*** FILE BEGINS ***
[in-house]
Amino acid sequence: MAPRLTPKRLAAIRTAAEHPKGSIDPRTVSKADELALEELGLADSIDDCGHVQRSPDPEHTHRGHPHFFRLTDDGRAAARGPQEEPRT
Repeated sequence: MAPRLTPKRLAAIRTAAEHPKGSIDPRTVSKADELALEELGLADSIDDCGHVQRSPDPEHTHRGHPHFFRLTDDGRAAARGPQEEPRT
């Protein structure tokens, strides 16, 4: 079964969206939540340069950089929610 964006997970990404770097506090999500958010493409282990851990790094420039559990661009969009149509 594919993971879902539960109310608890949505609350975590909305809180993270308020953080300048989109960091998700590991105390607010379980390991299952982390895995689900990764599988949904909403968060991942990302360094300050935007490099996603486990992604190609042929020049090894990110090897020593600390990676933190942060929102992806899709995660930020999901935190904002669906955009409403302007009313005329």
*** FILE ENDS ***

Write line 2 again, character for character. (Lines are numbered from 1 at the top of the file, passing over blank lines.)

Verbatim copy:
Amino acid sequence: MAPRLTPKRLAAIRTAAEHPKGSIDPRTVSKADELALEELGLADSIDDCGHVQRSPDPEHTHRGHPHFFRLTDDGRAAARGPQEEPRT